A second group of hackers have broken into the SWIFT interbanking network, the platform of the global financial payments system, according to a report from security firm Symantec.
A group of hackers, going by the moniker ‘Odinaff’ have broken into the SWIFT system, using an approach similar to that when hackers stole $81 million from the Bangladesh central bank, making for an infamous cyberheist earlier this year.
A Symantec security researcher revealed that the group used a namesake malware called Trojan.Odinaff, targeting a number of financial institutions around the world since January 2016 in multiple discreet campaigns.
Organizations and financial institutions in the banking, securities, trading and payroll sectors are all targeted. So too, are service providers that support these industries.
It’s yet unknown if these attacks are successful, or if they are, to what extent. The amount of money lost or stolen, is also unknown. What is known, however, is that the tools used alongside Odniaff bear hallmarks of those used by a sophisticated hacker who has continually targeted and bled the financial industry since the 2013-Carbanak malware.
The advisory from Symantec added:
Although difficult to perform, these kinds of attacks on banks can be highly lucrative. Estimates of total losses to Carbanak-linked attacks range from tens of millions to hundreds of millions of dollars.
The malware is typically spread through spear-phishing emails that come embedded with rogue and malicious macros. RAR archives that are password-protected are also used as an effective delivery mechanism.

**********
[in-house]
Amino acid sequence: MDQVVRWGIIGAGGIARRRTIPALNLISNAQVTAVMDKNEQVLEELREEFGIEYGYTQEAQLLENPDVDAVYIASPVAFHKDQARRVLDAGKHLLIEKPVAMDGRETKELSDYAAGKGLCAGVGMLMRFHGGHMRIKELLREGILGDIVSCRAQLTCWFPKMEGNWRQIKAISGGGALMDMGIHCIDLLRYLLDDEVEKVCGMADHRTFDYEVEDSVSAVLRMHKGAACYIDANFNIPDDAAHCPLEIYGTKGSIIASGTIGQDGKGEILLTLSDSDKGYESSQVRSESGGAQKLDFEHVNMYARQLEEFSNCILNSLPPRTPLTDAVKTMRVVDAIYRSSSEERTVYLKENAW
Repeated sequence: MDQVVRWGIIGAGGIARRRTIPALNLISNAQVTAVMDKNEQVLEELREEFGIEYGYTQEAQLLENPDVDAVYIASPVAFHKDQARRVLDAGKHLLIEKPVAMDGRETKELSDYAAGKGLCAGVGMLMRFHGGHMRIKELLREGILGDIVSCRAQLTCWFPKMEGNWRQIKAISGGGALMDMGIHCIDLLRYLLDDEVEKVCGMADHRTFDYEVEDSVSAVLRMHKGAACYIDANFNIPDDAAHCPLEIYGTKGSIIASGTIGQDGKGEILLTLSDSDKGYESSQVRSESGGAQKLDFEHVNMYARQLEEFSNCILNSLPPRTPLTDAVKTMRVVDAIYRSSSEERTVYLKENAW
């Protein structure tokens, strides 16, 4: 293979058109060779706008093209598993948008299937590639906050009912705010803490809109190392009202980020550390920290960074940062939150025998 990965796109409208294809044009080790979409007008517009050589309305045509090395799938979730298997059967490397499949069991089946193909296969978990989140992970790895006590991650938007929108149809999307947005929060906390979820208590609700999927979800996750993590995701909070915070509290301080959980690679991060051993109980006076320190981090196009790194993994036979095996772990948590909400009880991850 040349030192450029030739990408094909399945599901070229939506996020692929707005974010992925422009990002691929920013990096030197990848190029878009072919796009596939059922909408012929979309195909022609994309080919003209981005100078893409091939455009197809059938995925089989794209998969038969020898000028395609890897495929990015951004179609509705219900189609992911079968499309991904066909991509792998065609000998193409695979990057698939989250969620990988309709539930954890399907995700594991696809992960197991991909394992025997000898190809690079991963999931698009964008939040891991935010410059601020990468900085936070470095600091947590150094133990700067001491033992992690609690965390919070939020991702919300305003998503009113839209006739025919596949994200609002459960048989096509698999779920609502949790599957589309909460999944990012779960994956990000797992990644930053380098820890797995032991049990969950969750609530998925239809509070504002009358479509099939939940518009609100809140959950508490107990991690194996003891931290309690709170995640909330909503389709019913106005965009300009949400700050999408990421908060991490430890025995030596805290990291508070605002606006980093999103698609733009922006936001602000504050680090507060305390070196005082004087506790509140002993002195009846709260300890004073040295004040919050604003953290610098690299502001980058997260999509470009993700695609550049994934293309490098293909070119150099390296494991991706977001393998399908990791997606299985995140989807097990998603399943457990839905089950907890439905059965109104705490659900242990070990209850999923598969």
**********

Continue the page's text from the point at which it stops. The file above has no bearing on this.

The United States is the country most targeted by Odniaff attacks since January 2016. Hong Kong, Australia, the United Kingdom and Ukraine follow after.
A small number of attacks scaled beyond the financial sector to target organizations in healthcare, government, legal and securities.
Still, banks and financial institutions are most at risk, due to the frequency in which money is transmitted in the industry.
“The discovery of Odinaff indicates that banks are at a growing risk of attack. Over the past number of years, cybercriminals have begun to display a deep understanding of the internal financial systems used by banks,” noted the Symantec researcher, who added:
They have learned that banks employ a diverse range of systems and have invested time in finding out how they work and how employees operate them. When coupled with the high level of technical expertise available to some groups, these groups now pose a significant threat to any organization they target.